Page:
Chinese e-commerce giant Alibaba is rumored to be building its first offline shopping center called More Mall in Hangzhou. It is expected to officially open to the public in 2018.
It is said that More Mall will integrate a series of new retail technology and will introduce both online and traditional brands, with featured stores and a cinema.
US online retail giant Amazon revealed a new concept store in Seattle last December. Without lines or checkout counters, Amazon’s machine-learning technology automatically identifies when a product is added to shoppers’ carts. When shoppers walk out of the store, Amazon automatically charges the credit card on the shoppers’ Amazon account.
The futuristic concept is creating the ultimate shopping convenience by deploying the latest technology along with big data analytics from customer data in the last two decades. It is the right time for Amazon to take a significant step to disrupt the traditional retail business.
As the latest talking point of the global business world, Amazon once again surprised the market with its acquisition of grocery retailer Whole Foods Market for US$13.7 billion announced last month.
The acquisition of physical stores struck some observers as strange to Amazon’s online-only business. But Amazon’s accurate foresight has been way ahead of its rivals. This is a company that saw the power of online retail in 1994, and of cloud computing in 2006, and recently started to provide Artificial Intelligence (AI) as a service to enterprises. To me, its purchase of Whole Foods represents a similarly far-sighted incursion into a lucrative new frontier.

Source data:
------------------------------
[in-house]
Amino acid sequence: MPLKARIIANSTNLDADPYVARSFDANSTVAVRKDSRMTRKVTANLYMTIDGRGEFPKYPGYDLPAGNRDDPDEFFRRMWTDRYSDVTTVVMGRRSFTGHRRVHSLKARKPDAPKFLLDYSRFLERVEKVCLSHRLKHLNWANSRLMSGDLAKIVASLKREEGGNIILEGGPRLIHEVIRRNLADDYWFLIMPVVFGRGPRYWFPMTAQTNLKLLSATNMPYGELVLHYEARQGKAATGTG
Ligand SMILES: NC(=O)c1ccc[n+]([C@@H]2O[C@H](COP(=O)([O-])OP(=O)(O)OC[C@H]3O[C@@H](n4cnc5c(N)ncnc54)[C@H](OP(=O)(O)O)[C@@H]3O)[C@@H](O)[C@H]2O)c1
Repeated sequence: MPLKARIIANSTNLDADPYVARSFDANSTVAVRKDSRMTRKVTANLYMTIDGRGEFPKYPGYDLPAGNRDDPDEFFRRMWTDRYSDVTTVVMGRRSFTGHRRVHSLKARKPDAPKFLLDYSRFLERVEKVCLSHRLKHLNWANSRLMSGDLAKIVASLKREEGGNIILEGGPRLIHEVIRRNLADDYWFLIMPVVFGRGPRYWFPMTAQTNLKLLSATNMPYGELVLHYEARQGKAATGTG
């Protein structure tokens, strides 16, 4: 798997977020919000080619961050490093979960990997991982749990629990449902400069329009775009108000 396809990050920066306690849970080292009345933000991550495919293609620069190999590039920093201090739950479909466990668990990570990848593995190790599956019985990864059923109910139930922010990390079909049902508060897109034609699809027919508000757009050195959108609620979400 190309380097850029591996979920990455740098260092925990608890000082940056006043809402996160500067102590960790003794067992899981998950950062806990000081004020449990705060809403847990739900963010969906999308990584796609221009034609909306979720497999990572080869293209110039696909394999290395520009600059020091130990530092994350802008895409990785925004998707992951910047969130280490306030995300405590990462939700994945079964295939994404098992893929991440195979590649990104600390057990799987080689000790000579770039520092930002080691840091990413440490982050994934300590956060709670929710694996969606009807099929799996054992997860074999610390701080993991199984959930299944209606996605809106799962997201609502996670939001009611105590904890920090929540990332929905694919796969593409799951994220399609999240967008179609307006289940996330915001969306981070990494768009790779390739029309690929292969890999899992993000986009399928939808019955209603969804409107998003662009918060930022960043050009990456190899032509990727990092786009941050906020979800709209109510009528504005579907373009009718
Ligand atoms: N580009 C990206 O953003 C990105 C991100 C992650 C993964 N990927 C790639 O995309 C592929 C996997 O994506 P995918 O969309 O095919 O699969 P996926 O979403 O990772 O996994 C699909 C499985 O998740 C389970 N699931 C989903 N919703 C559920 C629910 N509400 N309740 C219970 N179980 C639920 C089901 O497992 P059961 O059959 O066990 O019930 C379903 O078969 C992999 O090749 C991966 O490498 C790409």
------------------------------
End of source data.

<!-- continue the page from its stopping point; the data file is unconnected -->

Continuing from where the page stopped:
Alibaba has invested heavily in brick-and-mortar stores over the past two years including privatizing Chinese luxury mall Intime, working with partly owned electronics retailer Suning, as well as launching Hema supermarkets. The company also operates AliCloud, one of Asia’s largest cloud computing businesses, along with big data analytics and AI-based technology.
Both Amazon and Alibaba recognize the significance of incorporating synergy in both online and brick-and-mortar stores. They believe their big data and technological prowess can help integrate both online and offline retail spheres into a new way of doing business and pave the path to future growth.
Far more radical changes are coming up to transform the traditional retail landscape.
Recently, three of the largest supermarket chains in the UK have rolled out surge pricing in select stores, which means prices will rise and fall over the course of the day in response to demand. Shopping in supermarkets after work will be like ordering an Uber at rush hour.
The futuristic retail concept requires the capability of big data accumulation and continuous data update, in which Amazon is an expert, providing a huge opportunity for cooperation between asset-light tech businesses and asset-heavy traditional companies.
AI learns from past behavior, as well as from trial and error to come up with more intelligent and mature solutions. The emergence of the cashierless store is a good example. As one of the classic principles in Chinese kung fu goes, “speed defines the winner”.
This article appeared in the Hong Kong Economic Journal on Sept. 5.
Translation by Ben Ng
[Chinese version 中文版]
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